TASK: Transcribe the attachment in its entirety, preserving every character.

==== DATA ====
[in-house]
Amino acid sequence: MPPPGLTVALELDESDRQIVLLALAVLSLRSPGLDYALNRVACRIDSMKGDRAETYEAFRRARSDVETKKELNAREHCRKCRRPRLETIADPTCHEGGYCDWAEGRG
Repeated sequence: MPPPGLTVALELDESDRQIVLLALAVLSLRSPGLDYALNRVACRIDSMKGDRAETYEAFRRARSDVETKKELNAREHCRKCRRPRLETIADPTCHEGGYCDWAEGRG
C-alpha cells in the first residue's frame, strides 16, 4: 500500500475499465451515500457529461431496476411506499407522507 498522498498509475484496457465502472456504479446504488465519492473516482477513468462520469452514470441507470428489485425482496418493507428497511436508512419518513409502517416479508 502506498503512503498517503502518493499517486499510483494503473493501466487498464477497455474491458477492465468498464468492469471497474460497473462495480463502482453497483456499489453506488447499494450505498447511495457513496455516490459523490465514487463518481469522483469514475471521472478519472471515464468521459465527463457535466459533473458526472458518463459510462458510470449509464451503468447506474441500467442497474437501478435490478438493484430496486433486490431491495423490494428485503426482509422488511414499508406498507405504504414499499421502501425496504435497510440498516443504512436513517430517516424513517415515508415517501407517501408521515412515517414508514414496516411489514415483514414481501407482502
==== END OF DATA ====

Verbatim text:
[in-house]
Amino acid sequence: MPPPGLTVALELDESDRQIVLLALAVLSLRSPGLDYALNRVACRIDSMKGDRAETYEAFRRARSDVETKKELNAREHCRKCRRPRLETIADPTCHEGGYCDWAEGRG
Repeated sequence: MPPPGLTVALELDESDRQIVLLALAVLSLRSPGLDYALNRVACRIDSMKGDRAETYEAFRRARSDVETKKELNAREHCRKCRRPRLETIADPTCHEGGYCDWAEGRG
C-alpha cells in the first residue's frame, strides 16, 4: 500500500475499465451515500457529461431496476411506499407522507 498522498498509475484496457465502472456504479446504488465519492473516482477513468462520469452514470441507470428489485425482496418493507428497511436508512419518513409502517416479508 502506498503512503498517503502518493499517486499510483494503473493501466487498464477497455474491458477492465468498464468492469471497474460497473462495480463502482453497483456499489453506488447499494450505498447511495457513496455516490459523490465514487463518481469522483469514475471521472478519472471515464468521459465527463457535466459533473458526472458518463459510462458510470449509464451503468447506474441500467442497474437501478435490478438493484430496486433486490431491495423490494428485503426482509422488511414499508406498507405504504414499499421502501425496504435497510440498516443504512436513517430517516424513517415515508415517501407517501408521515412515517414508514414496516411489514415483514414481501407482502